Monday Musings

I had given up on ever getting any wound care quality measures into PQRS. CMS wouldn’t consider measures without NQF endorsement, the NQF didn’t consider measures that were not in their specific categories (priorities that they get FROM CMS which also funds the work of the NQF), and even if we could find an NQF category we could use to submit some of our measures, even a process as well researched as diabetic foot ulcer off-loading couldn’t meet the NQF’s stringent evidence requirements (the trials were too small). In addition to which, we would need about $3 million dollars to develop and test enough quality measures. By 2013 I was done wasting my time on this hopeless task. And then suddenly, in December of 2013 I found buried in the 2014 Medicare Physician Fee Schedule legislation a new concept called the Qualified Clinical Data Registry (QCDR).

A QCDR is a CMS-approved entity that collects medical and/or clinical data for the purpose of patient and disease tracking to foster improvement in patient quality of care. But the major difference between a QCDR and a traditional PQRS Registry is that QCDRs are not limited to reporting measures within PQRS. A QCDR may develop its own quality measures and submit them to CMS for approval. Even though they are not part of PQRS, doctors reporting their quality data through that QCDR can get PQRS credit for using them. I couldn’t believe it. At last we had a mechanism by which we could develop our own quality measures. As the Executive Director of the US Wound Registry (USWR), we had been reporting quality data for physicians since 2008. But we’d always been limited to the measures within PQRS. Now we could develop our own. There was only one catch. I found out about this at Christmas of 2013 and the nomination paperwork with the fully developed measures was due January 31, 2014. After 7 years of making no progress we suddenly had 4 weeks to create up to 20 measures. The USWR partnered with the Alliance of Wound Care Stakeholders and initiated a series of conference calls with Alliance members to develop measures by the deadline, crafting 12 wound care quality measures which CMS accepted as part of the USWR QCDR in 2014.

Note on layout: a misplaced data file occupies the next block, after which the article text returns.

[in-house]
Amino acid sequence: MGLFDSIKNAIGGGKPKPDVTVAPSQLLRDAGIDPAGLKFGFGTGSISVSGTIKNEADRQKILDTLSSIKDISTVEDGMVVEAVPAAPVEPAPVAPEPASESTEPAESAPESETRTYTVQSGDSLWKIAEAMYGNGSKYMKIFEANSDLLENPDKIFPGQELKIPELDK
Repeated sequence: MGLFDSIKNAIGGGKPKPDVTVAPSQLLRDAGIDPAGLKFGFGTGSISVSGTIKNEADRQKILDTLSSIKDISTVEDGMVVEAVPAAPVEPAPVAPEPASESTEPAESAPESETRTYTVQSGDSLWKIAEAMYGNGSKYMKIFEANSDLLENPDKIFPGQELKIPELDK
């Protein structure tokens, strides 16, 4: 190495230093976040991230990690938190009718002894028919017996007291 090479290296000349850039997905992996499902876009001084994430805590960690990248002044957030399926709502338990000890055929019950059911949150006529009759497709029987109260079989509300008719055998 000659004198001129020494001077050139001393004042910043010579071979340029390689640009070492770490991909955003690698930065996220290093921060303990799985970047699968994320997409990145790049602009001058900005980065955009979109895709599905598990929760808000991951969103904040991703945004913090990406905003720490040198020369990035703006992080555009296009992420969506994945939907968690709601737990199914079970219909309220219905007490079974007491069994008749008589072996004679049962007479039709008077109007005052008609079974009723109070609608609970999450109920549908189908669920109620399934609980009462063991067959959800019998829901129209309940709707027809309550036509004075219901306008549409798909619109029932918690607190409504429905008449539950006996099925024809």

This year, 2015, the Undersea and Hyperbaric Medical Society (UHMS) developed 6 hyperbaric related measures, and Nestle sponsored the development of a nutrition measure for patients with wounds. All of the measures in the QCDR are being developed as electronic Clinical Quality Measures (cCQMs). What does that mean? It means if you are using an EHR certified for stage 2 of meaningful use, you can download the eCQMs when they are available in April. You should be able to provide them to your EHR vendor and they should be able to “insert” the eCQM, allowing you to report wound care and hyperbaric specific quality measures and get PQRS credit for them.

So, here’s the bottom line on this. If you don’t participate in PQRS, you are going to lose about 6% of your Medicare revenue by 2017, possibly 10% with the Value Modifier. By 2018 nearly 30% of your Medicare payments will be linked to quality. If you use the traditional PQRS measures you will left reporting measures like medication reconciliation, BMI, and immunizations as indicators of the quality of your wound care practice.

Why not just pick anything to report? The problem is that performance on these measures is not just being used for PQRS. The data must be reported publicly so your name is going to be available on the internet for everyone to see how well you perform. Patients are going to select their doctors from this information. As wound care doctors we don’t want our quality of wound care to be judged by whether we recorded immunizations in our EHR. Measures are also being used to set payment rates by insurance companies and as a major component of salary negotiations.

By April 30, you should be able to find eCQMs on the USWR website. The USWR is a 501c(3) non profit organization that exists for the purpose of providing quality data to CMS on behalf of clinicians, developing wound and hyperbaric relevant measures, and providing data for comparative effectiveness research. Using the USWR QCDR for your quality reporting can not only help you avoid increasingly steep financial penalties for NOT reporting but also help create a data repository that can be used to establish the effectiveness of advanced therapies. It’s been a long journey.